Hintergrundpapier für den Weltbank-Bericht 'Building for peace in MENA - reconstruction for security, sustainable growth and equity' (i.E. 2019)
The German Federal Ministry for Economic Cooperation and Development (BMZ) has tasked the German Development Institute's advisory and research project on 'Stabilization and Development in the Middle East and North Africa' to provide input for the World Bank's flagship report 'Building for Peace in MENA - Reconstruction for Security, Sustainable Growth and Equity'. The flagship is due for the Spring Meeting of the World Bank Group in 2019. The paper addresses specific questions regarding the Social Contract for Reconstruction in the Middle East and North Africa, i.a. on the ‘concept, emergence of a new social contract and the political economy framework’, ‘main features of an inclusive, peaceful, bottom up social contract and main pillars’ and ‘policy recommendations on actions during and after conflict.’ The paper is based on original conceptual and empirical research mainly on Iraq and Libya, and expert discussions within the context World Bank’s project of preparing the flagship report. Tentative policy recommendations were developed jointly with GIZ and KfW. They are to be further tested in bilateral cooperation, and to be validated in consultation and outreach activities for implementing the report’s conclusions in the MENA region.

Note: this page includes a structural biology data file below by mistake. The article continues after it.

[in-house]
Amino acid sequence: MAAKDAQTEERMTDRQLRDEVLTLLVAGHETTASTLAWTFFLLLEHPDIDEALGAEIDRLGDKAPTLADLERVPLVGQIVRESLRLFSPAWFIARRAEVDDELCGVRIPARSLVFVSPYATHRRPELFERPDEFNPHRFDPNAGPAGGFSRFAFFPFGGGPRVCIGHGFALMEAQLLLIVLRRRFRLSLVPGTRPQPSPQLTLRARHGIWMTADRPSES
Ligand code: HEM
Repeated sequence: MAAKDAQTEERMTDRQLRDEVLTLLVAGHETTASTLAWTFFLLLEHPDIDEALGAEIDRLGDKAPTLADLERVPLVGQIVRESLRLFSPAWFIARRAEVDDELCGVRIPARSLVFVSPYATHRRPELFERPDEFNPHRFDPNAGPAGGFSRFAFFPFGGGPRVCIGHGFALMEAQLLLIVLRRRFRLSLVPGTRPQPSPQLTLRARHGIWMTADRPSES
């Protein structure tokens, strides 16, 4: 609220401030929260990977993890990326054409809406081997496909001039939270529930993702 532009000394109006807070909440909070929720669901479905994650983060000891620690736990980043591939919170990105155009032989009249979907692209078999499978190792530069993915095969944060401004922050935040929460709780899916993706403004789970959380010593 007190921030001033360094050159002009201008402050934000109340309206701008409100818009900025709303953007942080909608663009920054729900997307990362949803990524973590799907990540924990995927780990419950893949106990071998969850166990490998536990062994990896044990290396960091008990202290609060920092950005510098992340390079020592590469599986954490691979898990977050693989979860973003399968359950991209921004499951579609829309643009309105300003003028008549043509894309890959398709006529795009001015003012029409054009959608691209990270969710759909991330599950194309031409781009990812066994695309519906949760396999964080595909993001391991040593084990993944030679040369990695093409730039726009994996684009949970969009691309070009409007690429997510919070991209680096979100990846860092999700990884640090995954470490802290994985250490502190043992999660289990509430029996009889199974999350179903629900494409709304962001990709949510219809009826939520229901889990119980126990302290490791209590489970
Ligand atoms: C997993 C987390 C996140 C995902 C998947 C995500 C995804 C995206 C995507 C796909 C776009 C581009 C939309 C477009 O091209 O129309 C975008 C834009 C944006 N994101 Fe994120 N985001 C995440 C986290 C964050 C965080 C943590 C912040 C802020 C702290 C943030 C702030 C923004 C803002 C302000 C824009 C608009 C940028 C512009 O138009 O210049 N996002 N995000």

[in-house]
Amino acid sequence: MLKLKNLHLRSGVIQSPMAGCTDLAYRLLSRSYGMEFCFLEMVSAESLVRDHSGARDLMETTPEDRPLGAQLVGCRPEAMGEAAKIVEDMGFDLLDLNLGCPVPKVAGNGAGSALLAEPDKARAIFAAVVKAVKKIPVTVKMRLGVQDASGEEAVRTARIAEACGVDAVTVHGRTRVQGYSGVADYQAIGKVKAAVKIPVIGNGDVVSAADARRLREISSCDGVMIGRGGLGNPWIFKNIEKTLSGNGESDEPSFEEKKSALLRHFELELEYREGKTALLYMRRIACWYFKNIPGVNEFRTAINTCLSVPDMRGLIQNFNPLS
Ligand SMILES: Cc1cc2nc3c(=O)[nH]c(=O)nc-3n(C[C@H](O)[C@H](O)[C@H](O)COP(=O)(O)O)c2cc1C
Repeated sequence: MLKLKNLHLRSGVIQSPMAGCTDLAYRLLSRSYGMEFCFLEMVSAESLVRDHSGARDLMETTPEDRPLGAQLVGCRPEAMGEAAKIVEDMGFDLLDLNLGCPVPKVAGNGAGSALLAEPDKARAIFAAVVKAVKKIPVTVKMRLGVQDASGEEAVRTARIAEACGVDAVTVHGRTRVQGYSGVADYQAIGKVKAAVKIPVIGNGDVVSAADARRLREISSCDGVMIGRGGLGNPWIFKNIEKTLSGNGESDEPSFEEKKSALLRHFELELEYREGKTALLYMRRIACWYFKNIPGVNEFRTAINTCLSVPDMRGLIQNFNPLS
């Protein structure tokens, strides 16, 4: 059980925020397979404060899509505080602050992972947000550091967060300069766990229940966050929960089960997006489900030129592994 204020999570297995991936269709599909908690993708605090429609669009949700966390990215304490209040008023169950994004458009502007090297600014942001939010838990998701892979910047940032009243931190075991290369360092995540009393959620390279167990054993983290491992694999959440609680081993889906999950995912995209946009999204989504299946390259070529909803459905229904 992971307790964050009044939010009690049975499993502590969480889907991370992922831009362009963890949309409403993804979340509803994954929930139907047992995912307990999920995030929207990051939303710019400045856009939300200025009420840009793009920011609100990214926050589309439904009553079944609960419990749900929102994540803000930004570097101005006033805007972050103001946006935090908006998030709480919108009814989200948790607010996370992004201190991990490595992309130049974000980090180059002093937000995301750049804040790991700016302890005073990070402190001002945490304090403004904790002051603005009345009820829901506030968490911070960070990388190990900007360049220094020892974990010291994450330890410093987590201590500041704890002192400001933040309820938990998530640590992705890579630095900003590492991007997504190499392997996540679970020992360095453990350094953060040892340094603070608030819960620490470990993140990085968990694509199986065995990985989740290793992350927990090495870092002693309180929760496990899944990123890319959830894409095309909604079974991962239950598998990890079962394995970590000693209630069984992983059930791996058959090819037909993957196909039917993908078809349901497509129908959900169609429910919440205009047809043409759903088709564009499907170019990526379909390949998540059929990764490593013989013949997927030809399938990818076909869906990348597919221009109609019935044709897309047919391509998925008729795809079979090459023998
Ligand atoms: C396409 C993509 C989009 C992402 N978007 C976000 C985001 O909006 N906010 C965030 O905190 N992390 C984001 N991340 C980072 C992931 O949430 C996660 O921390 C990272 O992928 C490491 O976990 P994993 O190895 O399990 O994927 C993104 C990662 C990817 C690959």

The background paper applies the Social Contract as an analytical lens on highly fragile countries, which, at the time of writing, were still affected by violent conflict: Iraq, Syria, Yemen, and Libya. The Social Contract covers the “entirety of explicit or implicit agreements between all relevant societal groups and the sovereign (i.e. the government or any other actor in power) defining their rights and obligations towards each other”. On this basis, the paper suggests a paradigmatic shift of approach for both physical and non-material (political, social) reconstruction, from technocratic ‘top-down’ to people-centered ‘bottom-up’: In putting the question ‘reconstruction for whom / to whose benefit?’ at the core. The suggested approach, therefore, allows for a prioritization of relevant issues in the broader political economy framework and allows specifically for including geo-eonomics and the role of external stake holders in relation to their respective domestic ‘clients’.